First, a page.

The question of bias point probably plays in with the gain of the transistor. As we vary the DC input current the gain of the transistor will change somewhat. The gain of the transistor will probably affect the distortion of the output such that it is either a fairly clean sine or a very clipped sine. Of course you cant bias it too much either or the current in the output will be too high and the transistor overall output impedance could make it harder for oscillation to occur due to the parasitic elements of the parts being used (such as inductor ESR).

There are other configurations you could look at too. Note that the DC voltage readings on the base and emitter of that circuit are not correct. We can not have 2.3v on the base and 2.2v on the emitter because the base emitter drop will be closer to 0.6 to 0.7 volts. Thus a reading of 2.2v on the emitter would result in a voltage of about 2.9v on the base.
 

Thread Starter

Grujo

Joined May 9, 2017
7
I suspect that the bias point of the transistor is somewhat arbitrary, but you could verify that experimentally. Replace R1 & R2 with a potentiometer & base resistor to vary the bias current and note the effect on the oscillation. (Don't exceed the power rating of the transistor!)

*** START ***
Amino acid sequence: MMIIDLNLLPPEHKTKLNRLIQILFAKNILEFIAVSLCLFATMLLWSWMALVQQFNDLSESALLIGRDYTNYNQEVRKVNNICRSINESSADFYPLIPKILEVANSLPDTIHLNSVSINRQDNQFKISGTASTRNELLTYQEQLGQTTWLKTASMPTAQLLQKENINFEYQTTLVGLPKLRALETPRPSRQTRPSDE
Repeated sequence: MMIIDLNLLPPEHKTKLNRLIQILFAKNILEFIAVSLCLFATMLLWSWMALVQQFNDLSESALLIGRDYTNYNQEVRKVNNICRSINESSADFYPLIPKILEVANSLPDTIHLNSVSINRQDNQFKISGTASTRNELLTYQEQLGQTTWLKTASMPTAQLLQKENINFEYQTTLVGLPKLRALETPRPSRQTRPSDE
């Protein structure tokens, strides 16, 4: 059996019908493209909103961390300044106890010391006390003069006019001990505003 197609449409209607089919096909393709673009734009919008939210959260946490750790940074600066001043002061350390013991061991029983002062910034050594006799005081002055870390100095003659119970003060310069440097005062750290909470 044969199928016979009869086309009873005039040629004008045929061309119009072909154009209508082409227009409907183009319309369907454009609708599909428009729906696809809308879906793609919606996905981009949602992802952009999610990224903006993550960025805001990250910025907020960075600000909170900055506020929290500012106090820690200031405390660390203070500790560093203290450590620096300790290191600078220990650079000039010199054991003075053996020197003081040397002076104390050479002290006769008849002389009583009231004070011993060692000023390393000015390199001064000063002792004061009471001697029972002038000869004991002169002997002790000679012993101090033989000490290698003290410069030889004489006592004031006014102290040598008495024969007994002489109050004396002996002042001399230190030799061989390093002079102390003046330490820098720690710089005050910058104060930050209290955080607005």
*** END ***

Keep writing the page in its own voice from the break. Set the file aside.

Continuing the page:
This is a great experimental method for determining optimal values for biasing resistors. Will definitely try it as soon as i get access to the equipment again.
 

Thread Starter

Grujo

Joined May 9, 2017
7
For a frequency of 40kHz you could most likely use a low frequency model of the transistor. Either a voltage controlled current source or a current controlled current source with some input resistance.
I will post the analysis in the next post.
 

Thread Starter

Grujo

Joined May 9, 2017
7
I also have some questions about frequency analysis. While you read, please check and correct me if necessary.Here is is:

This is the circuit schematic:
schematic.PNG

for dynamic analysis, we can redraw it as:
dynamic.jpg

Here is the block diagram of an oscillator:

osc block diagram.png
 

Thread Starter

Grujo